This trend is one with personal significance for me. As I grew up in evangelical churches, I always thought it was clear that we cared about persecuted Christians around the world. As an evangelical pastor for many years, I have been a part of presentations and prayer times for persecuted Christians. Reports from countries where Christians were persecuted were a mainstay of missions conferences and denominational meetings. The call to remember our brothers and sisters in the faith who suffered under brutal regimes and other religions and ideologies that saw Christianity as a threat was a constant.

One major component of caring for persecuted Christians from all over the world was the Refugee Resettlement Program. For decades, churches have participated in welcoming those from every religion (not just Christians) — or no faith at all — who have fled persecution from all over the world. Up until just a few years ago, there was a thriving network of churches, parachurch ministries, and non-profits across America that worked hard to welcome and help settle the eighty to ninety thousand refugees a year that came here.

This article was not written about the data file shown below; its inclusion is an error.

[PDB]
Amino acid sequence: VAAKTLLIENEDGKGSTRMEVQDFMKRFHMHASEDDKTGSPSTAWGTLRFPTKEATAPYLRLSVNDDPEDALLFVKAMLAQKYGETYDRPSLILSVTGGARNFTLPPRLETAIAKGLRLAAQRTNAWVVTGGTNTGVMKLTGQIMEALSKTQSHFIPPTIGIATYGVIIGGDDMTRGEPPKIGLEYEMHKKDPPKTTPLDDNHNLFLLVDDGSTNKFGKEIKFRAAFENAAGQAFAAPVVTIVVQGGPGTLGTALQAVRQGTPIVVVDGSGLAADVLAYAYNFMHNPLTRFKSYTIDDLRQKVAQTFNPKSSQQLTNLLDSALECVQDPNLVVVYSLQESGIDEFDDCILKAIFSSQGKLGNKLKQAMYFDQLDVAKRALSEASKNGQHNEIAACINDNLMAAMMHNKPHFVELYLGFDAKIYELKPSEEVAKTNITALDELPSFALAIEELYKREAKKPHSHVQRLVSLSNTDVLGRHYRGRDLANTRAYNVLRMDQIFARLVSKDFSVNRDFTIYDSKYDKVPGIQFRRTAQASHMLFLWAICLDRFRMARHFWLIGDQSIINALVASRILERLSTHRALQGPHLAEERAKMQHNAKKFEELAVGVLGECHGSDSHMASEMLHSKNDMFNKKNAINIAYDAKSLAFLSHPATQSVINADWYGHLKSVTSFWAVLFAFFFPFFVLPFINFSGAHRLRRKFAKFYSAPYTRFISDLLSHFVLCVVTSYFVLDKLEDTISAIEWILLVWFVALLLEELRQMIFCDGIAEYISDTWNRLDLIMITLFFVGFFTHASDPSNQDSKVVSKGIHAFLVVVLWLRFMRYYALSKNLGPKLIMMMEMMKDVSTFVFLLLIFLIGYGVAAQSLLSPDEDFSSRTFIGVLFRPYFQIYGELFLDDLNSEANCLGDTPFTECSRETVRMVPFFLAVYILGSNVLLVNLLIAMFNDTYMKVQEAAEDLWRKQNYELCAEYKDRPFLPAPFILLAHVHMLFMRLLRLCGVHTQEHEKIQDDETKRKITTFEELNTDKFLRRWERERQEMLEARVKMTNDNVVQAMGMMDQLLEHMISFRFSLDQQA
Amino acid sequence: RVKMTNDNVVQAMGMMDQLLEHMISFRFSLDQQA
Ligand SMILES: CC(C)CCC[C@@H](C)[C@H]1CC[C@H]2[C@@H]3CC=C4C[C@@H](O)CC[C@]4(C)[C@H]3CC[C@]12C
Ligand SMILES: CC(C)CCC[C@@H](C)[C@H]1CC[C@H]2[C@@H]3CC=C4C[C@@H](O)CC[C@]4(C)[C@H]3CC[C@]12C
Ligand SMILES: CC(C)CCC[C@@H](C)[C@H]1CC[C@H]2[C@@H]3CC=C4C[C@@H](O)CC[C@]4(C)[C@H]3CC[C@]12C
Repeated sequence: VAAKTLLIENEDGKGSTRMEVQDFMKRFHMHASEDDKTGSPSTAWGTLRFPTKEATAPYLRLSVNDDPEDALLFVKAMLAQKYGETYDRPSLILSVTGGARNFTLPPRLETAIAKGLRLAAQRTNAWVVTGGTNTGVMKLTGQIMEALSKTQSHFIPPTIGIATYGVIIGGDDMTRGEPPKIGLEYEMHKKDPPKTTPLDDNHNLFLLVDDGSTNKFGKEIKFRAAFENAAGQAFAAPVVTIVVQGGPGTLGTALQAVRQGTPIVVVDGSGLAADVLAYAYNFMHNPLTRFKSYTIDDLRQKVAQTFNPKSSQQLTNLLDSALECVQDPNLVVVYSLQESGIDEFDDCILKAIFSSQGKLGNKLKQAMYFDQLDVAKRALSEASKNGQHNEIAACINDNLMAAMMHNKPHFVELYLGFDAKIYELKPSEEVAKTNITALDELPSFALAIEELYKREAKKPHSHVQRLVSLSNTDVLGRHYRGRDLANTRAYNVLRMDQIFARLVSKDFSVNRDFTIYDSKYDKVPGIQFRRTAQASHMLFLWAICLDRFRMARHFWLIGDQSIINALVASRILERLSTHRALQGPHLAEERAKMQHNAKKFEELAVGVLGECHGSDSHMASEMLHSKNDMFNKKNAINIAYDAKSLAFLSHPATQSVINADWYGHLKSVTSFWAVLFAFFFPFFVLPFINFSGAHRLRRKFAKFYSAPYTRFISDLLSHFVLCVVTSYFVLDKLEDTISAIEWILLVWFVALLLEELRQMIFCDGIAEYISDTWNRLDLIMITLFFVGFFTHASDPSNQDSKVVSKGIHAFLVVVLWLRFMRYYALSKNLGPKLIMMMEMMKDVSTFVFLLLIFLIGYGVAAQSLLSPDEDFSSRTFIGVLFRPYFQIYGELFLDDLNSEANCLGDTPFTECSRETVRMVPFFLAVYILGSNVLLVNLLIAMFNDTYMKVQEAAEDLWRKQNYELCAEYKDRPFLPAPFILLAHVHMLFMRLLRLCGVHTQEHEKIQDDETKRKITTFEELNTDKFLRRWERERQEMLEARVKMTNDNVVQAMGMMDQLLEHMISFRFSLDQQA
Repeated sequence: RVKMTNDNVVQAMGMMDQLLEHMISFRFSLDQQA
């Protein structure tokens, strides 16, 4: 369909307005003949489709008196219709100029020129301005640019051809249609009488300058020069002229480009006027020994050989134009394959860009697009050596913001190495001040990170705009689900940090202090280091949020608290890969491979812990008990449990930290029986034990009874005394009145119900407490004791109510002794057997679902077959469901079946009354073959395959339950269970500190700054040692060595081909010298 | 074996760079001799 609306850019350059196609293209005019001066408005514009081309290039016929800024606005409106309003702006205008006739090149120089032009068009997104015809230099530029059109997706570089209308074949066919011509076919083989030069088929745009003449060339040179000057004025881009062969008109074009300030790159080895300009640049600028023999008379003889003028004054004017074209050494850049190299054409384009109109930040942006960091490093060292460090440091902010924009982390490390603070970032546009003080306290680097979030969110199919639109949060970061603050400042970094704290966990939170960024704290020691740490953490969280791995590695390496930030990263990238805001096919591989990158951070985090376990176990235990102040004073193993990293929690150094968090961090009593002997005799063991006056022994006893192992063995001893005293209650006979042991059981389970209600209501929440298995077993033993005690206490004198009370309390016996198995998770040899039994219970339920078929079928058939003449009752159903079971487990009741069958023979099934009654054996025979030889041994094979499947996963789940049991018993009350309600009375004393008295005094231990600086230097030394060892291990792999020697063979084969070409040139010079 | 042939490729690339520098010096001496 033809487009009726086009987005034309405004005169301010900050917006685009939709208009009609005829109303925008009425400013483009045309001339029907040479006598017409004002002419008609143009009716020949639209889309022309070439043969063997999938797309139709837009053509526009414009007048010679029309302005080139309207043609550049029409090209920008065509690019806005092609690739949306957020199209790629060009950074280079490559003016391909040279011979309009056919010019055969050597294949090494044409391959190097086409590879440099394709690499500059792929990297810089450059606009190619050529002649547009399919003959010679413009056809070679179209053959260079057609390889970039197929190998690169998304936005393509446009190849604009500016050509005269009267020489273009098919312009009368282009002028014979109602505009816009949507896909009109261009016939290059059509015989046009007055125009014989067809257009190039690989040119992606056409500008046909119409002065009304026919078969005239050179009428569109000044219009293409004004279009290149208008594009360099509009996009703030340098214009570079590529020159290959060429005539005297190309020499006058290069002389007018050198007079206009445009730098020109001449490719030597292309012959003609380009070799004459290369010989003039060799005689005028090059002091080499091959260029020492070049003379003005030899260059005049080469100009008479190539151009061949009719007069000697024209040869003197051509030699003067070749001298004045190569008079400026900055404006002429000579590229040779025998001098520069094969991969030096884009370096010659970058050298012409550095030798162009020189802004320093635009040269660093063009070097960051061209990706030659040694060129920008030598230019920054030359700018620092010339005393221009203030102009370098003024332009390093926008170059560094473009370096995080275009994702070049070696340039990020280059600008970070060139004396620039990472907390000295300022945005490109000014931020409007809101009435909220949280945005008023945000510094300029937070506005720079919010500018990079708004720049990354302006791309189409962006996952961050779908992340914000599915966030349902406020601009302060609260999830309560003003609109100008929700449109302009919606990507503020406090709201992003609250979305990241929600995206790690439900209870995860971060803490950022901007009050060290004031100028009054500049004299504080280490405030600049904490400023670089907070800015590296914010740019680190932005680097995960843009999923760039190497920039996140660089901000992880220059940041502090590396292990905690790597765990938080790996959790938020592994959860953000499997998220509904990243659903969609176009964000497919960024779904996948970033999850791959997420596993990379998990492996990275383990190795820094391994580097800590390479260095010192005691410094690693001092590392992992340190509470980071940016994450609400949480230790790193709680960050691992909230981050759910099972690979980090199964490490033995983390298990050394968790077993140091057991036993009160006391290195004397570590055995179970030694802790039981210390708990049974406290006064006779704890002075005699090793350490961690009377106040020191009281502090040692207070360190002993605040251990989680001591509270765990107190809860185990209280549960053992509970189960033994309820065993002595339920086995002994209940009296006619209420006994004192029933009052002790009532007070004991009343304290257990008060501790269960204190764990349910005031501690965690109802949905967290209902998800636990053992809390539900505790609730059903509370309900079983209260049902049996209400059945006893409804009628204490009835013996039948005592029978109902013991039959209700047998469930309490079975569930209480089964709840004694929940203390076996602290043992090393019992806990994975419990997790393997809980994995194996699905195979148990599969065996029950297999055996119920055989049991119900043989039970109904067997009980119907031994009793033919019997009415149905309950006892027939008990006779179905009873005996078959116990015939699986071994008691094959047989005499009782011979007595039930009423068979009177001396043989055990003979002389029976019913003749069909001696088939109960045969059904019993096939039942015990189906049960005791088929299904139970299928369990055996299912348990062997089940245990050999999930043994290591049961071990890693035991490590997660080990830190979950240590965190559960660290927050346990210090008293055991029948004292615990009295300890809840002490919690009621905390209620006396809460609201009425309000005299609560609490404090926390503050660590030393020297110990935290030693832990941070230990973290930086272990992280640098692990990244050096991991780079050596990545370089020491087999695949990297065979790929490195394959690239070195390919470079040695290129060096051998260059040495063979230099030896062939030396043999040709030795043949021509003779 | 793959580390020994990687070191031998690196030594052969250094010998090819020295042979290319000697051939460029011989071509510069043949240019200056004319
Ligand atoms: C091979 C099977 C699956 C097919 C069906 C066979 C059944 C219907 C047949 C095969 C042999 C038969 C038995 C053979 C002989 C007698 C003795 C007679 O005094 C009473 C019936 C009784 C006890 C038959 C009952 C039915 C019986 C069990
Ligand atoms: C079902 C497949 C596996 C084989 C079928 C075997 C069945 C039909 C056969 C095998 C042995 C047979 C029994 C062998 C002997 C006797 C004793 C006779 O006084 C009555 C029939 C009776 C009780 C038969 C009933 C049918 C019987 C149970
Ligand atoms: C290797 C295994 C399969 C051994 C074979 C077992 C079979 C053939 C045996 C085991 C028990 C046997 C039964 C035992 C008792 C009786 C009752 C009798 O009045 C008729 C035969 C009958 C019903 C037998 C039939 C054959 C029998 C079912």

As I traveled and worked with churches welcoming refugees, immigrants, and asylum seekers the past few years, I saw incredible vitality, diversity, and cooperation in their communities. Sadly, much of that welcoming ministry has halted because refugees have been kept from coming.

The World Relief and Open Doors report chronicles this shift.